China's homegrown mobile operating systems (OS) can help bridge traditional mobile phone users to smartphone usage, according to research firm IDC.
In an IDC report titled 'Made In China: Mobile Operating Systems', research indicates that these OS are localising user environment and integrating services that Chinese consumers are used to.
This in turn helps drive more data usage, speed up the development of mobile technology, and thus help the China mobility market catch up with the rest of the world.
IDC foresees smartphone shipments in China to eclipse that of feature phones by 2013. For 2012, only eight million more feature phones will be shipped compared with smartphone shipments.
This is out of a total of more than 280 million feature phones and smartphone that was forecast to be shipped in 2012. Part of the accelerated smartphone growth is due to the push to deploy more 3G-enabled devices into the China market.
"The emergence of homegrown Chinese OS is also a manifestation of the market players' intense desire to build fences and drive stakes into the ground of the booming PRC smartphone market. Many of these developers are utilising homegrown OS as a platform to create additional revenue streams," said Ian Song, research manager of IDC's Asia/Pacific Client Devices Research.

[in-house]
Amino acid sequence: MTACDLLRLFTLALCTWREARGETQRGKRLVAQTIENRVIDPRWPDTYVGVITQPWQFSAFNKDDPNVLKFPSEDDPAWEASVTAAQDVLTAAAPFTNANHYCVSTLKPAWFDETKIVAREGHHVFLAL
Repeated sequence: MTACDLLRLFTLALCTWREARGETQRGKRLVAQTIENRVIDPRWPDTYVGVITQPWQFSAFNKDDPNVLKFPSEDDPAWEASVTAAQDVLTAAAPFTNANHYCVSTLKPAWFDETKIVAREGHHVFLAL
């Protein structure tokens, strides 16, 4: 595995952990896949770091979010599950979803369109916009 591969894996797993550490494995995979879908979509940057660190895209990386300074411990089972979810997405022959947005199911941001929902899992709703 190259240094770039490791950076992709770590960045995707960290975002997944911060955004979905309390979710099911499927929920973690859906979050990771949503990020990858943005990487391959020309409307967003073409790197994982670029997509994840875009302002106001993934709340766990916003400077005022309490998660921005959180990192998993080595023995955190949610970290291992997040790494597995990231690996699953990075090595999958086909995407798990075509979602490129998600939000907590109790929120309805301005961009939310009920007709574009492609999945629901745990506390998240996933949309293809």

In China's mobility market, Chinese consumers are more accustomed to the indigenous online services produced by local firms. As a result, Chinese homegrown OS integrate these services as their core competitive advantage over their Western peers.
However, it is likely that many of the homegrown OS players will be short-lived, leaving only a few market leaders to challenge the Western heavyweights in the China market, according to IDC.
"Although many locally developed Chinese mobile OS are thinly disguised attempts at increasing the vendors' bottom line, there are gems in this group that truly shine. These vendors know that having a great OS is half the battle," said Song.
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